When driverless taxis are at our beck and call, a lot of people will give up the chore of driving and parking, streets will be less crowded, and commuting times will drop, say proponents of automated automobiles.
It makes sense, but does it compute? Many computer models have attempted to answer that question; now a particularly detailed one for Austin, Texas, suggests that robocabs could indeed save commuters a lot of hassle and money.
“A private fleet operator paying $70,000 per new [driverless taxi] could earn a 19 percent annual return on investment while offering services at $1.00 per mile of a non-shared trip (which is less than a third of Austin’s average taxi cab fares),” according to a paper that’s to be presented in January at a meeting of the Transportation Research Board, in Washington, D.C.
That's not far off similar calculations made a few years back by Larry Burns, director of the Program on Sustainable Mobility at Columbia University. Burns estimated that with automated vehicles offering shared rides, Manhattan would need just 15 percent as many cars as now. Even human-driven cars that share rides could save a lot of road space.
The authors of the latest study worked together at the University of Texas at Austin, where Kara M. Kockelman is a professor of civil engineering and Dan J. Fagnant recently got his Ph.D. in the same subject. He's since moved to the University of Utah, where he is an assistant professor.
Their model uses software agents in a network; the agents represent robotic taxis, and the network stands in for the traffic system of Austin. The problem in any such model lies in just how much wiggle room you build in: too much and you swamp the computer; too little and you get a misleading answer.
For instance, one model the authors cite took into account a wide variety of possible trips, and it worked very well for tiny networks. But its calculations got out of hand as it scaled up the number of travelers and the number of pickup and drop-off points. Another model simplified things by treating taxis as minibuses that move among a few stations and wait for customers for a good long while—but that throws out most of the scheme’s flexibility.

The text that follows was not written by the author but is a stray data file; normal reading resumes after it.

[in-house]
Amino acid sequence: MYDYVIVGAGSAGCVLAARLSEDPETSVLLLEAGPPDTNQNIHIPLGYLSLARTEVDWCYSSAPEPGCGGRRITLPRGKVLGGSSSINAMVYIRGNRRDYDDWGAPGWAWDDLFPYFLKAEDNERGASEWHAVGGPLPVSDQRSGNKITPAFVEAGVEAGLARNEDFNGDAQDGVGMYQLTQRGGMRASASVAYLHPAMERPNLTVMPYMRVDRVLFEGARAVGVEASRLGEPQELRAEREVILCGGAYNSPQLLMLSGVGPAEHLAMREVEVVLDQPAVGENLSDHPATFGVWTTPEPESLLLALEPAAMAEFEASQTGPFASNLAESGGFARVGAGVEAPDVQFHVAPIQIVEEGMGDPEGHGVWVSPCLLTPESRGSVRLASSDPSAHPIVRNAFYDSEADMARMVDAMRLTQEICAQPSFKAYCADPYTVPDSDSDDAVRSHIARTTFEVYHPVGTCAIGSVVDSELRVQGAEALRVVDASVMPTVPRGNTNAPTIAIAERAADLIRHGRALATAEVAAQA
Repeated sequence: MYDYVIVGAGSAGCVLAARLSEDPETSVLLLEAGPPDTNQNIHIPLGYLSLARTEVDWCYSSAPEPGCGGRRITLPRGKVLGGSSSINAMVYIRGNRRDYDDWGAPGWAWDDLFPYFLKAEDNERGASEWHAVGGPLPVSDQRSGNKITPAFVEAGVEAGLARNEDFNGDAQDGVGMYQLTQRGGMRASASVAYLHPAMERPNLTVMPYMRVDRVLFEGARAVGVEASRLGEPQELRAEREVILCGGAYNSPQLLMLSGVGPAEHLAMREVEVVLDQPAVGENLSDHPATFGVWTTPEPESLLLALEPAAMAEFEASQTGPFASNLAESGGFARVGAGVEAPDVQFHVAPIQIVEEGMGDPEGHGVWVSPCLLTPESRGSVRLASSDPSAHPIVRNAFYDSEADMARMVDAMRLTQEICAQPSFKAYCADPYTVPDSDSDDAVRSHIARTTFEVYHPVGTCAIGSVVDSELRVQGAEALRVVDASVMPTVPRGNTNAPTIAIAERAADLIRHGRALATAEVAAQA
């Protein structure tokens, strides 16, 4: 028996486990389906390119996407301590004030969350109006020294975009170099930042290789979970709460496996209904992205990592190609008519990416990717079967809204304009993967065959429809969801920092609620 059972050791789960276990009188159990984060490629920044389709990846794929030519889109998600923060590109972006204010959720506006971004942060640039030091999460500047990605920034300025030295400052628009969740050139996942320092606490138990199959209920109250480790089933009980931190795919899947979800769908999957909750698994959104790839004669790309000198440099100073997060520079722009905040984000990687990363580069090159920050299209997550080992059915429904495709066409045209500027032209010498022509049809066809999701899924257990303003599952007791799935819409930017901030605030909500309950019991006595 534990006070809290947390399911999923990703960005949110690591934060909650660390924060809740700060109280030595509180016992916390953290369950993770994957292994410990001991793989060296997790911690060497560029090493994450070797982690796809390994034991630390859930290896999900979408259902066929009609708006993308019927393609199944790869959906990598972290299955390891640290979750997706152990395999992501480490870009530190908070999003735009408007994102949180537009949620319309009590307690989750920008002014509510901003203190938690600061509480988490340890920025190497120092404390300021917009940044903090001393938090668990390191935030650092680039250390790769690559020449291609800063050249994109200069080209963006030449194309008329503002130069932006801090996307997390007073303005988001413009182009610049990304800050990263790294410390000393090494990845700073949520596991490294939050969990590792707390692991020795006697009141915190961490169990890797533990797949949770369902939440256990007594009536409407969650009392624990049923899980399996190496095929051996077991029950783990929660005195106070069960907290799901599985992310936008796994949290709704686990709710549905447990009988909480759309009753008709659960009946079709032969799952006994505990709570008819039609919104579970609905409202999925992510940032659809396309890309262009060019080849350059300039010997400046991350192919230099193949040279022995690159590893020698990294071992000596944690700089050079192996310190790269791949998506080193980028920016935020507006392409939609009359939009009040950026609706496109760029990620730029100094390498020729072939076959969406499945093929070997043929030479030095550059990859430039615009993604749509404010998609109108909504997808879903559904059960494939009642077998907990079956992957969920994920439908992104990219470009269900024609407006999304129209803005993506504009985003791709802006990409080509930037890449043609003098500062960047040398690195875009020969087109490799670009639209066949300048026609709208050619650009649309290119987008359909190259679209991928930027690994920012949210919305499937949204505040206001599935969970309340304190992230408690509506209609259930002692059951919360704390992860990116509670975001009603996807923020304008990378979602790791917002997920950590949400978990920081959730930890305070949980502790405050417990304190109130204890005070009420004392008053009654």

Fagnant and Kockleman made their simulated robots wait at the curb for just five minutes, and they set all the trips to begin and end at points that lie inside one of the 2,258 zones into which Austin’s traffic is divided. They used real-life commuting data to simulate the four rush periods of the day, and they calibrated the size of their robotic fleet in a preliminary simulation that asked how many cabs had to be available on the first day to ensure that no traveler had to wait long for a ride. The answer: 1,715 robotaxis, providing 56,324 person-trips a day.
To get efficiency and fairness alike, the researchers juggled a number of variables, not least the convenience of staying in a taxi nonstop versus the efficiency of sometimes being handed off to another one. They gave priority to those already in a taxi, and they also made sure that no traveler who’s almost at his destination must suffer through a late-minute detour to pick up someone else.
Finally, the researchers focused on a small sample of riders meant to represent the one or two percent of all travelers who would be early adopters. For this sample, they found that every robotaxi replaced about 11 cars; the average wait for a taxi was a bit over a minute, with 99 percent waiting 10 minutes or less. Because the early-adopter sample was small, relatively few people shared rides. But with broader use, that percentage would rise, allowing still greater efficiencies.
As the authors point out, these numbers have to be refined a bit to take into account the extra capacity any citywide transportation system needs to cover days when demand is unusually high. Other quibbles include the various ways robotic taxis try to maximize their value when they’re cruising along without a passenger, or when they’re looking for a parking spot.
Mere details, compared to the one problem they do not address: making a driverless taxi.
Philip E. Ross is a senior editor at IEEE Spectrum. His interests include transportation, energy storage, AI, and the economic aspects of technology. He has a master's degree in international affairs from Columbia University and another, in journalism, from the University of Michigan.